Is Petsmart a good place for aquatic plants?
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Old 08-12-2013, 11:14 AM   #1
Kittielovesmikal
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Is Petsmart a good place for aquatic plants?


I must admit, I kinda jumped headfirst into this, but I need a plant to help my angelfish survive until I can get more suitable tank for him. I was wondering if PetsMart was a good place to look, or is it like Wal Mart with fish, sickly and dying?
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Old 08-12-2013, 11:29 AM   #2
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A plant likely isn't going to help your fish survive. What's wrong with it? Can you post photos?

Beyond that, as a new person to the hobby, we'll need to know all the parameters of your tank:

pH
Ammonia
Nitrite
Nitrate
Temperature

And if you have them:
KH
GH

How long has the tank been set up? What kind of lighting are you using? What are the dimensions of the tank? What kind of filtration?
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Old 08-12-2013, 12:26 PM   #3
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I already know I was wrong in believing the starter set. I was under the impression that it did not need to cycle. In fact, the instructions didn't say anything about cycling. Trying to lower the pH, and provide a safe hiding place for him. I know there is ammonia present, I'm waiting for the store to open so I can get some SeaChem Regulator to keep the GH pH at more suitable level, and was also told that live plants improve the overall quality of the water. I'm told they absorb some ammonia and nitrites, which always sounds good. Obviously, they produce more oxygen for the fish. I don't know what KH means, but GH was somewhere around 200-225. pH was high approx. 7.6 or 7.8. I'm going to maintain the starter tank at 7.0, but his next tank will be lower, around 6.5 or so. Right now, I've got a towel around the tank to keep him a little more relaxed.
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Old 08-12-2013, 12:40 PM   #4
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I'm also using an included undergravel filter, and am going to get new lighting for the plant. It's just an LED light that colors. Wasn't being picky, but I realize now that I should've been more meticulous. I was more concerned with getting the fish out of its mortifying surroundings. And the guy that got him for us didn't know anything about fish either, because he would've told me I needed an ammonia test kit. Lucky for Dante, I realized that's his main problem. I'm being really careful to monitor his behavior and the levels in the tank. I'm currently using the Tetra SafeStart to help promote a little nitrifying bacteria, and the AquaSafe conditioner the starter kit came with. He's not eating, but I'm not too worried about that yet, because he's not feeling too good right now. I hope he can hold out a little longer for me to do a water change and implement some of the SeaChem, to help improve the levels. Never jumping in headfirst again! I'm determined not to let my lil guy die though, so here I am. I also have an account on My Aquarium Club. I could use all the help I can get.
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Old 08-12-2013, 12:48 PM   #5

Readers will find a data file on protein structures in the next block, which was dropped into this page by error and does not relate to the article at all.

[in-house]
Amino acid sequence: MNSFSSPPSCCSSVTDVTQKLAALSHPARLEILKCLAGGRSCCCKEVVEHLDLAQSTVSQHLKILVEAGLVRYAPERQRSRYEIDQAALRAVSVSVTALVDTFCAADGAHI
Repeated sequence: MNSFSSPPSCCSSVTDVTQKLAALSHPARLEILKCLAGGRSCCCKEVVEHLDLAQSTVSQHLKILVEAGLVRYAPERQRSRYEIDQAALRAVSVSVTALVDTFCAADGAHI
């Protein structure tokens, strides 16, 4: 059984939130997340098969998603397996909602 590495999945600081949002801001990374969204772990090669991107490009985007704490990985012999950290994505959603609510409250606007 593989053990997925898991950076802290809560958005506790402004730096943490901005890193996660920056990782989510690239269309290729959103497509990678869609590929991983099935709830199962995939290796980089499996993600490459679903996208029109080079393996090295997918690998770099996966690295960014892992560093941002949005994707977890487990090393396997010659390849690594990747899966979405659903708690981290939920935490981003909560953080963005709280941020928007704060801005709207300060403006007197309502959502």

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Water changes will do more for ammonia levels in an uncycled tank than a plant. Unless you get lots of plants. Get a good liquid test kit and change water until your ammonia is at 0 ppm.

As for the original question I usually see larger or higher quantities of the same plant sold at my LFS for about half the price of petsmart. Try looking for an LFS near you that sells plants.
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Old 08-12-2013, 01:04 PM   #6
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Yeah, I've been doing 30% changes once a day, to try and control the ammonia levels. Thanks, I'll probably have to drive across town. The closest one has bad reviews. If you're ever in San Antonio, I probably wouldn't recommend Alamo Aquatic Pets. Too many customers said that the associates ignore the customers, and one even went so far as to say that he almost into a fight with one. Another said he called the owner to complain, but the owner said he didn't give a crap about his business. Some said the service was fine,, but the majority was bad.
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Old 08-12-2013, 02:14 PM   #7
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30% water changes once a day are not sufficient if there is ammonia in your tank. Even a barely detectable amount can kill your fish. You're probably looking at multiple 50% changes every day to keep ammonia as close to 0 as possible. You need to base your changes on water tests... test for ammonia, if present change water and retest. Repeat until Ammonia is no longer detectable. Treat with Prime to help. Once your ammonia is staying at 0, start testing everything... ammonia, nitrite, and nitrate. Once you reach 0-0-0 (or 0-0->20) you're good to go. Then just do a small water change whenever nitrate reaches 20-40 ppm (usually once or twice a week for new tanks).

I wouldn't worry too much about the SeaChem Regulator... pH should generally be left alone and most fish do fine over a wide range of pH. If you start dumping chemicals in to fix something that isn't really an issue you're just stressing the fish further. You can't reliably change your pH without adding something to the tank to help it buffer out at a certain point. Since you're obviously new to aquariums, just leave the pH alone... it will be fine.